From Middle English lake (“lake, watercourse, body of water”), from 古期英語 lacu (“lake, pond, pool, stream, watercourse”), from Proto-Germanic *lakō, *lōkiz (“stream, pool, water aggregation", originally "ditch, drainage, seep”), from Proto-Germanic *lekaną (“to leak, drain”), from Proto-Indo-European *leg-, *leǵ- (“to leak”). Cognate with Scots lake (“pond, pool, flowing water of a stream”), Dutch laak (“lake, pond, stream, ditch”), German Low German Lake, Laak (“pooled water; puddle”), German Lache (“pool, puddle”), Faroese løkur (“stream, brook, flow”), Icelandic lækur (“stream, brook, flow”). See also leak, leach.
Despite their similarity in form and meaning, English lake is not related to Latin lacus (“hollow, lake, pond”), Scottish Gaelic loch (“lake”), Ancient Greek λάκκος (lákkos, “waterhole, tank, pond, pit”), all from Proto-Indo-European *lókus (“lake, pool”). Instead, this root is represented by 古期英語 lagu (“sea, flood, water, ocean”), through Proto-Germanic *laguz, *lahō (“sea, water”), perhaps related to Albanian lag (“to water, make wet, moisturize”). See lay.
lake (複数形 lakes)
- (now chiefly dialectal) A small stream of running water; a channel for water; a drain.
- A large, landlocked stretch of water.
- A large amount of liquid; as, a wine lake.
- (obsolete) A pit, or ditch
As with the names of rivers, mounts and mountains, the names of lakes are typically formed by adding the word before or after the unique term: Lake Titicaca or Great Slave Lake. Generally speaking, names formed using adjectives or attributives see lake added to the end, as with Reindeer Lake; lake is usually added before proper names, as with Lake Michigan. This derives from the earlier but now uncommon form lake of ~: for instance, the 19th-century Lake of Annecy is now usually simply Lake Annecy. It frequently occurs, however, that foreign placenames are misunderstood as proper nouns, as with the Chinese Taihu (“Great Lake”) and Qinghai (“Blue Sea”) being frequently rendered as Lake Tai and Qinghai Lake.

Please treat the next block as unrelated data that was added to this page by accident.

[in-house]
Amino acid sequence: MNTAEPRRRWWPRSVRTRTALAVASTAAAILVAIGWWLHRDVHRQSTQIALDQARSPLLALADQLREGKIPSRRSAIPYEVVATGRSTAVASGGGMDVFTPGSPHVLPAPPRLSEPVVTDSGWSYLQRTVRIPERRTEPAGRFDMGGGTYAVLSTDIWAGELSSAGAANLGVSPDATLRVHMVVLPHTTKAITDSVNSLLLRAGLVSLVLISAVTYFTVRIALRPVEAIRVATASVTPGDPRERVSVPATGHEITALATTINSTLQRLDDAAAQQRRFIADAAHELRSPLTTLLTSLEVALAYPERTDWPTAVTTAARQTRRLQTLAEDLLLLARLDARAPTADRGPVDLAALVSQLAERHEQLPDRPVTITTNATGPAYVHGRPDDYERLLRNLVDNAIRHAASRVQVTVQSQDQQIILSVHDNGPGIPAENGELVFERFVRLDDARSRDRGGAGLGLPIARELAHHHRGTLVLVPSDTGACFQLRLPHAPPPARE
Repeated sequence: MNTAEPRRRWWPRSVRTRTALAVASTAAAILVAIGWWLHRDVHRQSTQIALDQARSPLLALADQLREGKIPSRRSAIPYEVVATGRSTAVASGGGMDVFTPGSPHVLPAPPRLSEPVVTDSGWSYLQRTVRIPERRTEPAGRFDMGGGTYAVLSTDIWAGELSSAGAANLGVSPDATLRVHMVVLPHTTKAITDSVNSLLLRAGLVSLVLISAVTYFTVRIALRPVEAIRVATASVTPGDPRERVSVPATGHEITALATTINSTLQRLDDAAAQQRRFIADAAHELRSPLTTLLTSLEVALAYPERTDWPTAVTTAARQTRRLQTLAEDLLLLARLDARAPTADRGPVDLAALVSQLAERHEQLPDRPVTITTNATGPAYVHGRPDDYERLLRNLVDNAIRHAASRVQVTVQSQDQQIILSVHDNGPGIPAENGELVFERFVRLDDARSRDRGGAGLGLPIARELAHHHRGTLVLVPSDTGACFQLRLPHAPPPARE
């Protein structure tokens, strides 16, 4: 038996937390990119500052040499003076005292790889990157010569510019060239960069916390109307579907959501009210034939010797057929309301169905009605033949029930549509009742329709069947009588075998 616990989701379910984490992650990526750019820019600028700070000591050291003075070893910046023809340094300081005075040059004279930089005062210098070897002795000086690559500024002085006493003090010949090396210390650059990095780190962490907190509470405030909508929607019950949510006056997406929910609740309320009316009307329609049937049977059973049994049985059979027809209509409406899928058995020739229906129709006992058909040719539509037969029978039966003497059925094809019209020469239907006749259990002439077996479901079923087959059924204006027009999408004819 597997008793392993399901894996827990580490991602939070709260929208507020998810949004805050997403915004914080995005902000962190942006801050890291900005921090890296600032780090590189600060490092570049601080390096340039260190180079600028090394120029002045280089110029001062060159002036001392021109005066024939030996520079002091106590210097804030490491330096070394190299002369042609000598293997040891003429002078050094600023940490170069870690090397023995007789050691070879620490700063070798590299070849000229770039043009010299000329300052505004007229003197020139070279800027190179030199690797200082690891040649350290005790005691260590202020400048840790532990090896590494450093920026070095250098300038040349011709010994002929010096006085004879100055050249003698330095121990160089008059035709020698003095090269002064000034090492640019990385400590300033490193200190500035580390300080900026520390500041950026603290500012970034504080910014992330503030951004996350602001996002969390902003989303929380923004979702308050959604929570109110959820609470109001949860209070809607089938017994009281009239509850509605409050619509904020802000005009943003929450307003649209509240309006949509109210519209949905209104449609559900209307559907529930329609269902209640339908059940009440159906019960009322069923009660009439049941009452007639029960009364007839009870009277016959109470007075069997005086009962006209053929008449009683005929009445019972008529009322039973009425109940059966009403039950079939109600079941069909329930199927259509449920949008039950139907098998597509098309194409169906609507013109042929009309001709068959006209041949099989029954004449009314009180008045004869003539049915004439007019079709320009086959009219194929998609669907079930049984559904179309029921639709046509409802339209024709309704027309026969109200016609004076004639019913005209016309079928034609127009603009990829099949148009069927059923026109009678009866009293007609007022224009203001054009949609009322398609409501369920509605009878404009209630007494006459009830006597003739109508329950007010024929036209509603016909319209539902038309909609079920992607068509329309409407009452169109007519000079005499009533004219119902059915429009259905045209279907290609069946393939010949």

- Astell, Ann W. (1999) Political Allegory in Late Medieval England, Cornell University Press, ISBN 978-0-8014-3560-7, page 192.
- Cameron, Kenneth (1961) English Place Names, B. T. Batsford Limited, ISBN 978-0-416-27990-0, page 164.
- Ferguson, Robert (1858) English Surnames: And their Place in the Teutonic Family, G. Routledge & Co., page 368.
- Maetzner, Eduard Adolf Ferdinand (2009) An English Grammar; Methodical, Analytical, and Historical, BiblioBazaar, LLC, ISBN 978-1-113-14996-1, page 200.
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From Middle English lake, lak, lac (also loke, laik, layke), from 古期英語 lāc (“play, sport, strife, battle, sacrifice, offering, gift, present, booty, message”), from Proto-Germanic *laiką (“play, fight”), *laikaz (“game, dance, hymn, sport”), from Proto-Indo-European *leyg-, *loig-, *leig- (“to bounce, shake, tremble”). Cognate with Old High German leih (“song, melody, music”). Verb form partly from Middle English laken, from 古期英語 lacan, from Proto-Germanic *laikaną, from Proto-Indo-European *leyg-. More at lay.